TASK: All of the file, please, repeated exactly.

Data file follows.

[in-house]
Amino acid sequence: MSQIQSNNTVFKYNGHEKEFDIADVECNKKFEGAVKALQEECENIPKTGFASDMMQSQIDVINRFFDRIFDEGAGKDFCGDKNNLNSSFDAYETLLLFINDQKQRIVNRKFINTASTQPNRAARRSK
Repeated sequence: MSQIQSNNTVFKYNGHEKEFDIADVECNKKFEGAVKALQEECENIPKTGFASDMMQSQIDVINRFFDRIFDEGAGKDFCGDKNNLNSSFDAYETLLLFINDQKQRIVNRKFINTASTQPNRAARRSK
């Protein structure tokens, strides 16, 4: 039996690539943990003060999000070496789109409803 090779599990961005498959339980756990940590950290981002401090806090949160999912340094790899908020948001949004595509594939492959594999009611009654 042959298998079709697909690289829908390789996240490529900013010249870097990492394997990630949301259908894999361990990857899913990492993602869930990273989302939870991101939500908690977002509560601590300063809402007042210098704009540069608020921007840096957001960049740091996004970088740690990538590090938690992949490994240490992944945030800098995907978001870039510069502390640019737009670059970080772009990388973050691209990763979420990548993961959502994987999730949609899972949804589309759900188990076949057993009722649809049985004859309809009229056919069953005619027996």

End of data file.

[in-house]
Amino acid sequence: MSQIQSNNTVFKYNGHEKEFDIADVECNKKFEGAVKALQEECENIPKTGFASDMMQSQIDVINRFFDRIFDEGAGKDFCGDKNNLNSSFDAYETLLLFINDQKQRIVNRKFINTASTQPNRAARRSK
Repeated sequence: MSQIQSNNTVFKYNGHEKEFDIADVECNKKFEGAVKALQEECENIPKTGFASDMMQSQIDVINRFFDRIFDEGAGKDFCGDKNNLNSSFDAYETLLLFINDQKQRIVNRKFINTASTQPNRAARRSK
């Protein structure tokens, strides 16, 4: 039996690539943990003060999000070496789109409803 090779599990961005498959339980756990940590950290981002401090806090949160999912340094790899908020948001949004595509594939492959594999009611009654 042959298998079709697909690289829908390789996240490529900013010249870097990492394997990630949301259908894999361990990857899913990492993602869930990273989302939870991101939500908690977002509560601590300063809402007042210098704009540069608020921007840096957001960049740091996004970088740690990538590090938690992949490994240490992944945030800098995907978001870039510069502390640019737009670059970080772009990388973050691209990763979420990548993961959502994987999730949609899972949804589309759900188990076949057993009722649809049985004859309809009229056919069953005619027996």